class A {
       S f( p ) { ... }
       T f( p ) { ... }   // ST, p is a parameter list
   }

This behavior is defined in the language specification [1] and, with the return type not being part of the signature, it is not a violation of our definition of overloading. Of course, the language-specification argument is only for the compiler a strong one for treating the situation in this way. For those, who sit on the other side of the code, it's more a fact than a reason.

Who you gonna call

Although we don't hold methods to be objects in the sense that they are instances of OOP classes, in our minds a method still has a type, and the most interesting properties are possessed by its input and output. Thus, if we imagine that a method is something like a function, we can write

P1 × P2 × … × PnS

as the type of the first f from the example above; the type of the second f looks similar, S is replaced by T. Let's now suppose, there is a call to f somewhere in the source, so that it's
  1. a call where the return value is thrown away, or
  2. a call where the return value is passed to a method or an operator (as an argument).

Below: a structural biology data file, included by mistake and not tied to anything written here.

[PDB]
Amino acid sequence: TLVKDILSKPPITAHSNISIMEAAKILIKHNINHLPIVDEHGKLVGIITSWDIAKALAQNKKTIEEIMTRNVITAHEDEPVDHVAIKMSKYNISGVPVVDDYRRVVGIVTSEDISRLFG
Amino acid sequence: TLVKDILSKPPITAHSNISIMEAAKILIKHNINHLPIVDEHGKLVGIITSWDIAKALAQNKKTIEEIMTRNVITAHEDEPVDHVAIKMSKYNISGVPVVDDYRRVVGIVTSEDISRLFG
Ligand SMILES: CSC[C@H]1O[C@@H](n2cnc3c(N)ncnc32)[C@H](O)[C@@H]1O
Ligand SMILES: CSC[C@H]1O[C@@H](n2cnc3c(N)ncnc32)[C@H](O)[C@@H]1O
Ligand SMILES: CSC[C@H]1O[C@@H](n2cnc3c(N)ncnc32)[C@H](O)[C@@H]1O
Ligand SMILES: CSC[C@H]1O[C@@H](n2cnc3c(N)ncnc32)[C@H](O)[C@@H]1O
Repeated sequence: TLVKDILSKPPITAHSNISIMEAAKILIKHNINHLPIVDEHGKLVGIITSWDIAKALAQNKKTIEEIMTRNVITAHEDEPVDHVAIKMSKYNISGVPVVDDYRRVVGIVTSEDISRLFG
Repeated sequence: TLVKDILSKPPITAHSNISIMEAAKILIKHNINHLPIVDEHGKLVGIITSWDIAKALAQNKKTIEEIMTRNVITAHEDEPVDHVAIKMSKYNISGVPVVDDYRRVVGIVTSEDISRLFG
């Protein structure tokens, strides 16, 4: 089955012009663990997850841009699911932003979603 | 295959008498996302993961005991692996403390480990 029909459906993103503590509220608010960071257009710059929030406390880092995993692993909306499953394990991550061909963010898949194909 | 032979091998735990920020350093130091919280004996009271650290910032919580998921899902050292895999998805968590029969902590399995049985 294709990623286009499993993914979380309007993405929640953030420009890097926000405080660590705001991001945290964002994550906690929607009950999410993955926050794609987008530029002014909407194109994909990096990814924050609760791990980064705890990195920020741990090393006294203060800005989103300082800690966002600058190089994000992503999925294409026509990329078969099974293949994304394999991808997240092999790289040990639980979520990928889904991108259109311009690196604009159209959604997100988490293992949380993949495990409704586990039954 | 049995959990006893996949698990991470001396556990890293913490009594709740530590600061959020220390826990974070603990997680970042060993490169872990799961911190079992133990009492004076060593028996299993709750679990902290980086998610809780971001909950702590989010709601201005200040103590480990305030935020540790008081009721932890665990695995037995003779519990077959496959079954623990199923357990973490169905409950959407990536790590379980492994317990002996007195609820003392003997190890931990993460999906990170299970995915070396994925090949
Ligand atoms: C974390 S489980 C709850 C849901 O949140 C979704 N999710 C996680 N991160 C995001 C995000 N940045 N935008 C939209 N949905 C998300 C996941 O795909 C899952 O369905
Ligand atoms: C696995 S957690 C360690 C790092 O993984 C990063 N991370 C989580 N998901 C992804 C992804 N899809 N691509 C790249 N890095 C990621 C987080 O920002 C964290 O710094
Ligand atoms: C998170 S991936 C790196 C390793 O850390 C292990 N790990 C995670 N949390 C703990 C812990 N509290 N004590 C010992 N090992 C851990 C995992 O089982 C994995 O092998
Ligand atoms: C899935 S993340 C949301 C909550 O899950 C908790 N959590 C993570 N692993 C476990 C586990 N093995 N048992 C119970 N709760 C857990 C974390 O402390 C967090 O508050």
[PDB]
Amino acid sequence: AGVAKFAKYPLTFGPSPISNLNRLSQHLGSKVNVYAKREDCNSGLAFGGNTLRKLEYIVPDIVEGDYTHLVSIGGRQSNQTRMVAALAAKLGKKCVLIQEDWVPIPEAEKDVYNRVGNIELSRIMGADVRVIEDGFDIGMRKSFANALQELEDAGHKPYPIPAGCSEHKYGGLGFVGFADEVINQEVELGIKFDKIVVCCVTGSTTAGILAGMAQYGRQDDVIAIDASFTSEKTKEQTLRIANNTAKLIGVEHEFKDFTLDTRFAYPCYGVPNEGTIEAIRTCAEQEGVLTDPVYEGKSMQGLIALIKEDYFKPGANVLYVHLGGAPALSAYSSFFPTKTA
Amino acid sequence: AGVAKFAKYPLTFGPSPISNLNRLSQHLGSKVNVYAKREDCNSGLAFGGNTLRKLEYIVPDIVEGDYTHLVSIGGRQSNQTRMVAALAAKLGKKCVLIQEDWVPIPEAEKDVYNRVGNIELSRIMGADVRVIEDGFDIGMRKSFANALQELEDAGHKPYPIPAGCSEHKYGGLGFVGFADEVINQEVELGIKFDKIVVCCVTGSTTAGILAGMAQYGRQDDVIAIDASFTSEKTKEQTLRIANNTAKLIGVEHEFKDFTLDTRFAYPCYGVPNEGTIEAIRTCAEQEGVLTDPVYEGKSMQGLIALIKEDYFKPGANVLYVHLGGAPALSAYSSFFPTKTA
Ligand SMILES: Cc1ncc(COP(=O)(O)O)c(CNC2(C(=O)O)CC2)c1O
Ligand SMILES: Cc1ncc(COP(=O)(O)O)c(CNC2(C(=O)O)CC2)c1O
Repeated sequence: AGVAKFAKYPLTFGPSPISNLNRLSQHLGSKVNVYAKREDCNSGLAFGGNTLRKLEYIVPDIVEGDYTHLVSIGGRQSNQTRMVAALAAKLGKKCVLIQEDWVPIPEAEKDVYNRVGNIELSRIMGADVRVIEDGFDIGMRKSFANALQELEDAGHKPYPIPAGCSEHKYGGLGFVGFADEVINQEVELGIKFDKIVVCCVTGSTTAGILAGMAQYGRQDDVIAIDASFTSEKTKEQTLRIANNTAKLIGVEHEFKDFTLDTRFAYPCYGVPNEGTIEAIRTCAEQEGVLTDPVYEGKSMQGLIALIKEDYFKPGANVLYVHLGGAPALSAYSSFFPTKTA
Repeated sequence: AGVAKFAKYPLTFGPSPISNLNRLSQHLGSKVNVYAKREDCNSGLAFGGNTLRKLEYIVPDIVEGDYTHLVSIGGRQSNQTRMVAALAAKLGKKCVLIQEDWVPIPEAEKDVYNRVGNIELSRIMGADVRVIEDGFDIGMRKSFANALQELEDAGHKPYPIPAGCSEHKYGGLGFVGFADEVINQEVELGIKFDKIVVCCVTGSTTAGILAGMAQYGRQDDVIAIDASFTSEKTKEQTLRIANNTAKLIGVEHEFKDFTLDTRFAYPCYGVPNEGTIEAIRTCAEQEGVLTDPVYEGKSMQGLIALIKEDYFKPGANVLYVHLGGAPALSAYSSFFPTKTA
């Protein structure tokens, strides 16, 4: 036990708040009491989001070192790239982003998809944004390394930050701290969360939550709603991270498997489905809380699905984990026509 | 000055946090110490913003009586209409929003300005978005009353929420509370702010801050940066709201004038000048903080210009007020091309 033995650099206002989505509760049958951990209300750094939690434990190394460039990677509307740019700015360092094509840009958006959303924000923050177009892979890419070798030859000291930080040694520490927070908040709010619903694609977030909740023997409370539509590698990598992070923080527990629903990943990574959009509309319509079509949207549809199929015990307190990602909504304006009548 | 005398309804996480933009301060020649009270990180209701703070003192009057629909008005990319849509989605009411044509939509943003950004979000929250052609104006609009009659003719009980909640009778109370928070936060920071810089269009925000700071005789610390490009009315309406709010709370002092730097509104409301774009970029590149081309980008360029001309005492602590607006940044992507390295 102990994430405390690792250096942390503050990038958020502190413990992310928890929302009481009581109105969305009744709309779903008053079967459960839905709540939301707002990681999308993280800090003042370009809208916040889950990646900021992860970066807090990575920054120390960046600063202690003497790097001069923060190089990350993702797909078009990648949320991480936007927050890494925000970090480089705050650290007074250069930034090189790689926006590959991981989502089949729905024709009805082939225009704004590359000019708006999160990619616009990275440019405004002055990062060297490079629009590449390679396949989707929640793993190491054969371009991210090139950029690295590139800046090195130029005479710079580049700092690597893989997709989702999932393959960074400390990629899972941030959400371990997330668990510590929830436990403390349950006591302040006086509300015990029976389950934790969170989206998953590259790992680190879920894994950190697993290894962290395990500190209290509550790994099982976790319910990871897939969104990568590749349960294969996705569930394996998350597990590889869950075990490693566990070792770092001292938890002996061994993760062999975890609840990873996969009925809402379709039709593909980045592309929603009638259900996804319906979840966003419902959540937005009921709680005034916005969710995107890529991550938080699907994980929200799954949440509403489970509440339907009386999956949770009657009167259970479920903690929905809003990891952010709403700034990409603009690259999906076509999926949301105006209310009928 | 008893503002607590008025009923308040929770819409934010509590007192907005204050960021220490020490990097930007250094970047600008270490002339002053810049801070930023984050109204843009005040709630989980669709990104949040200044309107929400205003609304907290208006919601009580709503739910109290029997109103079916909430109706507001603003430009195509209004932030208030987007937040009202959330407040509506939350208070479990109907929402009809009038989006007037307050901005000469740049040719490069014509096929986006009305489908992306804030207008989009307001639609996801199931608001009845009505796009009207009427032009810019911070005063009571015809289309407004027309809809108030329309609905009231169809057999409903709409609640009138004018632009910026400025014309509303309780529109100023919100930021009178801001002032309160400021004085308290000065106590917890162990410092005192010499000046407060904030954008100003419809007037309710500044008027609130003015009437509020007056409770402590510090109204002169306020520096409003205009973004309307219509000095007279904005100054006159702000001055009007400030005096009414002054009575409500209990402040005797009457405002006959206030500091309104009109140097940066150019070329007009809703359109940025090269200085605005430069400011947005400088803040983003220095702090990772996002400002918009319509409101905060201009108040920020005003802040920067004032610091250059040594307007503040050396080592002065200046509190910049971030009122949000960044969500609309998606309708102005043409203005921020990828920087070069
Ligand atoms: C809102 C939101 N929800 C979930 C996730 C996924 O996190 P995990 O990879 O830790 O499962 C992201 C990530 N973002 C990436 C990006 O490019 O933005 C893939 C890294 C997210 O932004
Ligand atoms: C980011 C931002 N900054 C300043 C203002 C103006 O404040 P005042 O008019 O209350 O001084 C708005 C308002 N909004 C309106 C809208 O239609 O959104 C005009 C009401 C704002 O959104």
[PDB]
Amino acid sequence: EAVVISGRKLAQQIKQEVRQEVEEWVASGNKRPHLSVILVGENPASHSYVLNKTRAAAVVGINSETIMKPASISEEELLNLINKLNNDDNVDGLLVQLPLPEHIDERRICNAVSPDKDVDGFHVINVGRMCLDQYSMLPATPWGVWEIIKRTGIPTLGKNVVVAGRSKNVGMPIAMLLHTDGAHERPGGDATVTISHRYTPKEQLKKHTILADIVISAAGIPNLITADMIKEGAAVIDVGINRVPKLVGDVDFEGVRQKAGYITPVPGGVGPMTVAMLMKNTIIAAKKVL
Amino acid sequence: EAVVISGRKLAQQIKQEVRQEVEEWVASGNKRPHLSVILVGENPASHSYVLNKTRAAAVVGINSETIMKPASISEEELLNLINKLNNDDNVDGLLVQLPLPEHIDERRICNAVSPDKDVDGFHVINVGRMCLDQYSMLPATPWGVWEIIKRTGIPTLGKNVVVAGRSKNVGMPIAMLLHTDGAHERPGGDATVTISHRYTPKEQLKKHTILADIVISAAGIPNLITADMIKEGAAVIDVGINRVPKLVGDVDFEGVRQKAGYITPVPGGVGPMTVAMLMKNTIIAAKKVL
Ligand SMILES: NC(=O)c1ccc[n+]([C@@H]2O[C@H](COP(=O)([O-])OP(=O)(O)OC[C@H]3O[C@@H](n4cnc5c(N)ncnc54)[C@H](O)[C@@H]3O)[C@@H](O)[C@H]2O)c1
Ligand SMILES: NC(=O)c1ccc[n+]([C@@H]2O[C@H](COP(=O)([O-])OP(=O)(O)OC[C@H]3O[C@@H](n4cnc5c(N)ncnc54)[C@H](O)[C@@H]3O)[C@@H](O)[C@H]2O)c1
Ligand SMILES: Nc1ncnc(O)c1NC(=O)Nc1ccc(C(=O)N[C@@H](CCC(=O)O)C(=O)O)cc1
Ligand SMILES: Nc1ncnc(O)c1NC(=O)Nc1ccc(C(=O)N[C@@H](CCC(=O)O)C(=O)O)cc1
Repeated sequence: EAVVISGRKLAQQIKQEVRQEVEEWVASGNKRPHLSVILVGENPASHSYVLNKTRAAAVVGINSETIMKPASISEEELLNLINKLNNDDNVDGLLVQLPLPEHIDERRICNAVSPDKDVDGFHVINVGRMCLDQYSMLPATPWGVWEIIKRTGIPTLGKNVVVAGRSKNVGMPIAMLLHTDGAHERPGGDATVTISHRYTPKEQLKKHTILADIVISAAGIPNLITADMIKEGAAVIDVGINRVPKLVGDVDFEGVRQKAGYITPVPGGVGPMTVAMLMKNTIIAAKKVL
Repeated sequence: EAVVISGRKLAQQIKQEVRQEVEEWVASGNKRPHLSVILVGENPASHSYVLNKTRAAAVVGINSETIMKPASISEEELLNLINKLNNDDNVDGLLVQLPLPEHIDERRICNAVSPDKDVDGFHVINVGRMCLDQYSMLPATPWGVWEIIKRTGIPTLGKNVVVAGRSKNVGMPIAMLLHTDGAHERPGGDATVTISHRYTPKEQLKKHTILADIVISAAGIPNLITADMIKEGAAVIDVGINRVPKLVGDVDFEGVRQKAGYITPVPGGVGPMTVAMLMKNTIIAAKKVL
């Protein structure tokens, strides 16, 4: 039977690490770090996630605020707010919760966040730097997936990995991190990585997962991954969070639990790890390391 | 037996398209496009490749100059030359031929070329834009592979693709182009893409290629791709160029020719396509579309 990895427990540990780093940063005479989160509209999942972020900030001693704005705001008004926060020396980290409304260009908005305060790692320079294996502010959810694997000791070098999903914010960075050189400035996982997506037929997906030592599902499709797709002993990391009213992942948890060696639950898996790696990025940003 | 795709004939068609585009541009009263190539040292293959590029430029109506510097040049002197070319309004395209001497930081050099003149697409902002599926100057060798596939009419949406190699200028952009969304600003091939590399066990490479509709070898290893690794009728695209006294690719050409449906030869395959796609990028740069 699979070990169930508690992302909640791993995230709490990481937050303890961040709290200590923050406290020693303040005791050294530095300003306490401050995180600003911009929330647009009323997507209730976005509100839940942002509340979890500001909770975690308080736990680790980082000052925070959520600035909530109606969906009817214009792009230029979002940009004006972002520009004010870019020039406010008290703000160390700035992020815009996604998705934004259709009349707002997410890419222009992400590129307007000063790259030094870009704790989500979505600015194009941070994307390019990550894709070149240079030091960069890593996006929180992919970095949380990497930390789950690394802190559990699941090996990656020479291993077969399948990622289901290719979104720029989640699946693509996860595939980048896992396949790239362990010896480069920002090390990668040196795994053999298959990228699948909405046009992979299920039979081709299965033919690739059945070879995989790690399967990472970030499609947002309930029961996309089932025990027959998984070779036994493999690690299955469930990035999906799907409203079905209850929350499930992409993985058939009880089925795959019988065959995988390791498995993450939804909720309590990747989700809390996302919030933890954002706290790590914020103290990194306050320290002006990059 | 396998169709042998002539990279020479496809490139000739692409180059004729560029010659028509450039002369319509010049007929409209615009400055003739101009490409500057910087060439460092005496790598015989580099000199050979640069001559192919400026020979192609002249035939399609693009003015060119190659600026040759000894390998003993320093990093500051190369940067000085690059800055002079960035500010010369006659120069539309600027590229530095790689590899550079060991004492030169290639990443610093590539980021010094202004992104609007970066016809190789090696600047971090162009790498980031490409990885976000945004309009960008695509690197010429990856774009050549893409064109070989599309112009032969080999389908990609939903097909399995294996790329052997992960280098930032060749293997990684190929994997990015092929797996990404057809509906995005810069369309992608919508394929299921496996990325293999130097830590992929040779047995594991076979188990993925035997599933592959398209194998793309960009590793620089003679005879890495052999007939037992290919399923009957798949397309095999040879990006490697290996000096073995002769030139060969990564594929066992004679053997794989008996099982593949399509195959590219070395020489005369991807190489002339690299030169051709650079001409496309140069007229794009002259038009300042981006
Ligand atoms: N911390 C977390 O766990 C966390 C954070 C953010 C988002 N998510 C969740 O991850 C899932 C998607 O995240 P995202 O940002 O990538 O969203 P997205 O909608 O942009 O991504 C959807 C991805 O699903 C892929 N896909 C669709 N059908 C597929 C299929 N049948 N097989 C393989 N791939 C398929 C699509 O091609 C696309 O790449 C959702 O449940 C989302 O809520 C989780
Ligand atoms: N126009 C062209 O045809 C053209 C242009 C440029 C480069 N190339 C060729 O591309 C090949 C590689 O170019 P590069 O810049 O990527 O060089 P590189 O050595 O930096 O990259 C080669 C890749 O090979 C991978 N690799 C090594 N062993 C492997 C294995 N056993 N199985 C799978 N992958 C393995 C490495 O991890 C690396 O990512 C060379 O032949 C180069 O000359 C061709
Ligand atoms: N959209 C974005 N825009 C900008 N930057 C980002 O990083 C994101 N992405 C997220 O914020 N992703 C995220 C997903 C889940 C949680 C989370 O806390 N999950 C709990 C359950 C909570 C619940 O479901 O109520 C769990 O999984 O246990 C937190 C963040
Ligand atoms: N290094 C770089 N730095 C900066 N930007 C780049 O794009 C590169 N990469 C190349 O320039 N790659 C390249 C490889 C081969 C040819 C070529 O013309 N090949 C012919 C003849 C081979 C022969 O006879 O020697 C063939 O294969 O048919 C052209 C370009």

At this point we run into difficulties, for it's not always clear which f should be called (we'll see, that this holds for both cases). Since the difference lies in the method type, we must specify the type of the method we want to be called. The types behind the arrow can be derived from the call itself. This is how an overloaded method is normally chosen, but here we have to specify the return type as well.

The obvious solution is at the same time the behavior we want to have claiming return-type overloading. A call is always within a certain context, and it's the context that shall specify the return type. For a (non-overloaded) method g of the type SR (Svoid), putting a call to f into the argument place, we want the first f to be chosen. If S or T is void, case 1. specifies an f too, otherwise we don't know which f is meant.

However, there remain more situations where the context does not do the job. First of all, return-type overloading collides with parameter-type overloading (and with generic programming). Suppose there are now two methods g, one taking an S and one taking a T as an argument. Then in g(f(...)) we want the call to f to specify the context, on the other hand we want the context to specify an f.

Implicit type conversion can be treated as a kind of parameter-type overloading (e.g. a method that takes a java.lang.Object as an argument does not distinguish between all the subtypes). Sometimes we want to cast a return value. Again, we can think of a cast operator as an overloaded method.

From the existence of such cases it is apparent, that we need a special syntax that resolves ambiguity, and it's not possible to stay within the grammar of the language.

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Sun Campus Ambassador,
University of Frankfurt (Germany)